By Lisa Scottoline

Ladies, listen to me.

Give yourself a break.

Today I’m talking about Ozempic Face.

Some of you know what I’m talking about, and some of you don’t.

I didn’t myself, until five minutes ago.

So now I’m highly qualified to opine.

By the way, what follows is not judgment, but love.

We begin when I read a news story about women putting snails on their faces because snail slime is supposed to beautify your skin.

Wait, what?

The woman in the story was already beautiful, except for the snails on her face.

Meanwhile if I see a snail on the pavement, I put it on the grass.

It never occurred to me to put it on my cheek.

I don’t want slime on my face.

I don’t want slime anywhere near me.

I got the slime out of my life in my divorces.

The next story I read about was buccal surgery, in which women are having the fat removed from their cheeks.

By the way, don’t think this is from fly-by-night doctors. No less than the Cleveland Clinic says on its website that buccal fat removal “can highlight the bone structure in your face, especially your cheekbones and the hollowed-out areas between your cheeks and jawline.”

Because hollowed-out cheeks are supposed to be more beautiful than actual cheeks.

Or, well, cheeks.

Look, I’m not judging if you want to carve your cheeks like a Thanksgiving turkey.

But my cheeks came with my face.

I didn’t have to pay extra.

Like, they’re Included.

And I love Included.

I have Amazon Prime and Audible, and if a book or an audiobook is Included, I click, Gimme.

Included means free.

Free is good.

So I’m keeping my cheeks.

Plus they come in handy.

For example, when I rest my face on my hand.

I want a nice little cushion.

Not a hollowed-out bone.

Maybe that’s just me.

I love cushions.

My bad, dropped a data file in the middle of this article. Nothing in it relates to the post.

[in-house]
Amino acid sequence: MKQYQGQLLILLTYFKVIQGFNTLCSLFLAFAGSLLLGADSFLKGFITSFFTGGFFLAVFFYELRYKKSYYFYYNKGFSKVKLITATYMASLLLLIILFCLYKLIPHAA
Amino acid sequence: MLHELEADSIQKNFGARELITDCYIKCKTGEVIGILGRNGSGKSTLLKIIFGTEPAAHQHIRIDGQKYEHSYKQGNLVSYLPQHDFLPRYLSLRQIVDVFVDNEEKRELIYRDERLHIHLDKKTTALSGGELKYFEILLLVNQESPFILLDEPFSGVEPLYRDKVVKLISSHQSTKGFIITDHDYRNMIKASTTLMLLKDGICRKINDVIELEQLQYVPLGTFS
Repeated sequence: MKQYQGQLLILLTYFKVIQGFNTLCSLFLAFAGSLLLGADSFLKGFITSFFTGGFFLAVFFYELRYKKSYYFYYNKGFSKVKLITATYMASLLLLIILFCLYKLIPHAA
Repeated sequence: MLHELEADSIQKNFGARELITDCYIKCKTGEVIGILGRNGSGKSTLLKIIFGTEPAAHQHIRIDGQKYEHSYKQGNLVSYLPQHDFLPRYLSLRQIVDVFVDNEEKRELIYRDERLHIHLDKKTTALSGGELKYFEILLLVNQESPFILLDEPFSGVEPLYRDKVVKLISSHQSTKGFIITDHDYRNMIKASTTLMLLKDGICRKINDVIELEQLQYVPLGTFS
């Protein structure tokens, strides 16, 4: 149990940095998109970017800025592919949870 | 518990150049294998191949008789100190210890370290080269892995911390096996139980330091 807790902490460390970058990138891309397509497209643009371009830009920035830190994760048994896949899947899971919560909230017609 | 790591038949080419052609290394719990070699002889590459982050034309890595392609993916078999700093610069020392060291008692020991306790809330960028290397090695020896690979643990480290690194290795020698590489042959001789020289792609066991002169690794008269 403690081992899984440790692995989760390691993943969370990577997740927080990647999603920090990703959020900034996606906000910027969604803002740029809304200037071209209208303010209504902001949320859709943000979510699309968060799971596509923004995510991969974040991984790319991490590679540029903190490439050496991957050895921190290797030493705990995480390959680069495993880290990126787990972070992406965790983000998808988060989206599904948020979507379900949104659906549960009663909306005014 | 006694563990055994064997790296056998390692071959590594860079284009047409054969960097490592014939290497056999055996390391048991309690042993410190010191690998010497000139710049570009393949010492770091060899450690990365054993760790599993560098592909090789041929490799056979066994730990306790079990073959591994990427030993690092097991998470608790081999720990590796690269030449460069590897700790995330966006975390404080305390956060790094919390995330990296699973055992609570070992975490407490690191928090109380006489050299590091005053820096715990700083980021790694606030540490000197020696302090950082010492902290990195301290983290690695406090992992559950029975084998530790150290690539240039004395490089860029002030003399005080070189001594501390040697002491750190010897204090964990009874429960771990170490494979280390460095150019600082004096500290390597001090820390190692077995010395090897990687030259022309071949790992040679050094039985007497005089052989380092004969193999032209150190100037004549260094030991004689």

There’s a reason I needlepoint pillows.

The next story I read was about lip filler, which is something you may have heard of. It’s an injection that you put in your lips to make them look puffy, because full lips are supposed to be more beautiful than thin lips.

By the way, it’s hard to know the rules, isn’t it?

Lips are supposed to be full.

Cheeks are supposed to be empty.

Don’t get it mixed up.

Or you won’t be beautiful.

But the thing about lip filler is that sometimes it leaks out of your lips, so all of a sudden, your face bulges in weird places.

They call this migration.

So you’ll think it’s a social movement rather than facial disfigurement.

If you ask me, the filler is migrating to your hollowed-out cheek.

Because cushions gonna cushion.

But the story that broke the camel’s back for me was about Ozempic Face.

Ozempic is a drug meant to treat Type-2 diabetes.

You may have seen the commercial with the Ozempic jingle.

Oh, oh, oh, it will drive you crazy.

But now women who don’t have diabetes are taking Ozempic because it has the side effect of giving you a gaunt face.

Which is called Ozempic Face.

So if you don’t want to carve your cheeks, you can get a shot.

Now we’re talking!

Finally, someone is thinking about us women!

Ladies, you don’t have to slice your cheeks off!

You can just take a drug meant for somebody else!

Never let it be said that corporations do not have women’s best interests at heart.

Because there are so many companies who make money telling you that you’re not pretty enough.

They spend a fortune to convince you that they’re right.

And they do this to women who are younger and younger.

They want you worried about wrinkles in your thirties.

So you can buy whatever they’re selling for longer and longer.

But they don’t love you the way I love you.

And they’re wrong.

You know who’s right?

Mother Mary.

She always told me, Be yourself.

And look, I get it.

We all want to improve a little, especially as we get older.

I’m trying to lose five pounds.

And I color my hair an unconvincing shade of yellow.

But there are limits.

If you find yourself digging snails out of the garden, you’ve crossed the line.